Makan Delrahim, the Justice Department's antitrust chief, told reporters last week that his "line is always open," suggesting a settlement was possible.
Speaking on an antitrust panel Monday at the Milken Institute Global Conference in Beverly Hills, Delrahim said a lot of the evidence in the trial involved the potential harms of combining AT&T's DirecTV distribution with Turner's content.
The "competitive harm" of the deal could be "resolved through other means," he said. "They could allow the deal to go through, as long as the injunction is for the Turner assets."
Delrahim rejected the idea that such an offer represented an admission that the government's lawsuit might fail.
"We wouldn't bring a case we didn't expect to win," he said.
Petrocelli dismissed divestitures.
"That is an effort to kill the deal because [if] you take away the pieces from one another, there is no deal," he said.
The Justice Department was stymied several times during the trial by Leon in its attempts to introduce evidence to bolster its case. But some confidential evidence has been submitted, making it difficult to determine which side has the upper hand.
AT&T, which purchased DirecTV three years ago, is the nation's largest pay-TV provider with more than 25 million customer homes. The company also has more than 100 million customers for mobile service.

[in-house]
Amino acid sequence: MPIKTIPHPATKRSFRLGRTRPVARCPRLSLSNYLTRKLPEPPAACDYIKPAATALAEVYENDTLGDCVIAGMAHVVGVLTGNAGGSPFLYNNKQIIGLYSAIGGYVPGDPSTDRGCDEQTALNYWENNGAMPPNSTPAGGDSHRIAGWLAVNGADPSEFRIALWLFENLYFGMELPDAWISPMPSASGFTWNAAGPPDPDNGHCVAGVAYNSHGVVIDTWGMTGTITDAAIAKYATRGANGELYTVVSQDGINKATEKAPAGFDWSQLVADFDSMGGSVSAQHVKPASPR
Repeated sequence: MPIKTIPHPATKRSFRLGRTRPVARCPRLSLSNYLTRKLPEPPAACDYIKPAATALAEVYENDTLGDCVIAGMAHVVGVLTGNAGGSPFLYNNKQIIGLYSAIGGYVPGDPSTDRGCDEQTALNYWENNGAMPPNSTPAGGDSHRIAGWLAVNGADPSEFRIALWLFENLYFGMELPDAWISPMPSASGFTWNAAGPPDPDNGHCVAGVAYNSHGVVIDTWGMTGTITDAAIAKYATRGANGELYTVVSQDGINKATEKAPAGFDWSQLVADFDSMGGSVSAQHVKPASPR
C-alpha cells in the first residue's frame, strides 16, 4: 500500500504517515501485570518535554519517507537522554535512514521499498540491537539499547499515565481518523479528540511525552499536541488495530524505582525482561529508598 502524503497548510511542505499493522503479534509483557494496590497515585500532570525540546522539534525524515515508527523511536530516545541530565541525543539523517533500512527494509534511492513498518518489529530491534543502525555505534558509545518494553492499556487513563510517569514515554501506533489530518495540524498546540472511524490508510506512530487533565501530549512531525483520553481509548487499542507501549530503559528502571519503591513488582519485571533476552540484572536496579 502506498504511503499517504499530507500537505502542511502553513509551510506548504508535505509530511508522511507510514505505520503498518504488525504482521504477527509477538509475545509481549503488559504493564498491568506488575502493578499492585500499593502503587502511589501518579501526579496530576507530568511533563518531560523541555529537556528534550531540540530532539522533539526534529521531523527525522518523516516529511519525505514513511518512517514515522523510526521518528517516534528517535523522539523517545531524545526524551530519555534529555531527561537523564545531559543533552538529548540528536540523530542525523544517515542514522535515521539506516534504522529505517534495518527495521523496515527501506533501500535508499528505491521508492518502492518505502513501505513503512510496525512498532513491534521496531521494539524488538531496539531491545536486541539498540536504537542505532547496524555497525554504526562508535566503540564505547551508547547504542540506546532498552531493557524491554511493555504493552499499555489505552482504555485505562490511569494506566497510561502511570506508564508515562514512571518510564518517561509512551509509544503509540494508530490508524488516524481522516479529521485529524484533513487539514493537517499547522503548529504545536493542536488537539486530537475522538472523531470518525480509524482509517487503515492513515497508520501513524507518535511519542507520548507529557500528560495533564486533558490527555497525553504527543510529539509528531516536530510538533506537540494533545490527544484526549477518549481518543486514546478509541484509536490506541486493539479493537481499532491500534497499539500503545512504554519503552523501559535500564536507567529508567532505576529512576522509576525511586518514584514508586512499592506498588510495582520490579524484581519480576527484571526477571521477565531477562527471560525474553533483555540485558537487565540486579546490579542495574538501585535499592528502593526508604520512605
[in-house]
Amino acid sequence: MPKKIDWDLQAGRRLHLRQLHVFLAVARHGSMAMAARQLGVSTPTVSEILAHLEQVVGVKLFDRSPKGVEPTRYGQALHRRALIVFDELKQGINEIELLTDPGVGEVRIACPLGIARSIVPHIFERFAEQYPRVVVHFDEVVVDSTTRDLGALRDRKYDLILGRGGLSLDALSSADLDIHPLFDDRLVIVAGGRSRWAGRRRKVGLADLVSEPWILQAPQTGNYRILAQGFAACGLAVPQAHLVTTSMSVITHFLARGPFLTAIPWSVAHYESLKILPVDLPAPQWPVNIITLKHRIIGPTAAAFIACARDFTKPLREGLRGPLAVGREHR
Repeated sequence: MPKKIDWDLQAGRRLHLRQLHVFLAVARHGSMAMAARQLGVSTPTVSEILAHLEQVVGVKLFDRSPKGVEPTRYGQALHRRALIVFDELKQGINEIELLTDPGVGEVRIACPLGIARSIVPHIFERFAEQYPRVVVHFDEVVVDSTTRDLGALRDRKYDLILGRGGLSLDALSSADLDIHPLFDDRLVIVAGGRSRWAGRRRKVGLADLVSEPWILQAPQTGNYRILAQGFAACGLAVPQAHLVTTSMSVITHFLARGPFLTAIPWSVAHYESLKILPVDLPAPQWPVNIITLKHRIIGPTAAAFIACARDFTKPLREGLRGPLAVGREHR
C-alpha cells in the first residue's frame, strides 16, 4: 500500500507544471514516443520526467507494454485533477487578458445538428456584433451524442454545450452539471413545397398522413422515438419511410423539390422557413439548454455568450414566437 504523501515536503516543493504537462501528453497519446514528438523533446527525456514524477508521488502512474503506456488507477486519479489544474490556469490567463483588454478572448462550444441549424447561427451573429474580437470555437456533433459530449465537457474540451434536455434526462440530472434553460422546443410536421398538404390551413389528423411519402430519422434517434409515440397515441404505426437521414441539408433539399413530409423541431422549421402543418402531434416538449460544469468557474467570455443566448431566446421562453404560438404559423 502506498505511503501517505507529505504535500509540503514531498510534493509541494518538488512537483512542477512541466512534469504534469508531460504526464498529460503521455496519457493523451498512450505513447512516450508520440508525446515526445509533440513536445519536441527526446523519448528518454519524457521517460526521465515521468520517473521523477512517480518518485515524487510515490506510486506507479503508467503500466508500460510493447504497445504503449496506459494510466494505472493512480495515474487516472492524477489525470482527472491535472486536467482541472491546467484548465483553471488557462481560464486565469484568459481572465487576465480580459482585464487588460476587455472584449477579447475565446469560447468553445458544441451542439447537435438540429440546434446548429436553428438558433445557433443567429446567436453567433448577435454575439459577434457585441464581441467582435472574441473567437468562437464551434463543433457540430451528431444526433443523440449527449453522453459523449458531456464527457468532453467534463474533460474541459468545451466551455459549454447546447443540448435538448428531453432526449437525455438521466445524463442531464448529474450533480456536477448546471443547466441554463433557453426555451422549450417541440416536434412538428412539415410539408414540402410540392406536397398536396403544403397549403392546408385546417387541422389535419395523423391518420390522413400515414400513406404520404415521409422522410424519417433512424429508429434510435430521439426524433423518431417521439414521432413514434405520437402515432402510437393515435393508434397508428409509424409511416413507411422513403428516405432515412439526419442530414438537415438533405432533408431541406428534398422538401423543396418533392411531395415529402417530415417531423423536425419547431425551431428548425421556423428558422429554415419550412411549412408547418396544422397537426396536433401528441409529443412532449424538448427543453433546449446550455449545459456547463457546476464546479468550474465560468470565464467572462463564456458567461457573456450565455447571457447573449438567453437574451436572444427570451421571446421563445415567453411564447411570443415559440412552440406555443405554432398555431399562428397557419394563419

The deal, announced in October 2016, would give AT&T control of Time Warner's media empire.
The companies argued they need to merge to compete in a rapidly changing media landscape. Stephenson testified this month that his company needed "premium content" to compete with Netflix, Amazon.com, Facebook and Google in the battle to engage consumers and target advertising.
But the Justice Department sued, alleging that AT&T would use its expanded size to demand higher distribution fees and freeze out new TV entrants.
AT&T's lawyers have argued that if it acquired Time Warner, it would want to sell the programming to as many services as possible.
Petrocelli on Monday dismissed the contention that AT&T would threaten to withhold Time Warner content from distributors, a move known as a blackout. He noted that Turner has promised it would not blackout a distributor for seven years if the deal goes through.
Conrath argued in his rebuttal that the threat of blackouts was real.
"Isn't it a bit of a Kabuki dance where everybody threatens to go dark … and it never ends up happening?" Leon asked.
Conrath responded, "That doesn't mean it doesn't affect the bargaining."
AT&T noted that the purchase of Time Warner is a vertical merger, meaning the two companies do not directly compete in their primary business.
The Justice Department hasn't successfully blocked a vertical merger in nearly 50 years.
Such deals are different from horizontal mergers, which involve companies that primarily compete directly. Those deals remove competitors from the marketplace and are more frequently blocked.
AT&T noted that in 2011, the Justice Department allowed a major media vertical merger when it approved Philadelphia cable-TV giant Comcast Corp.'s acquisition of NBCUniversal with some conditions.
Times staff writer Michael Hiltzik contributed to this report.
4:25 p.m.:This article was updated with closing arguments by Daniel Petrocelli, the lawyer for AT&T and Time Warner, as well as comments by Mahik Delrahim, the Justice Department's antitrust chief.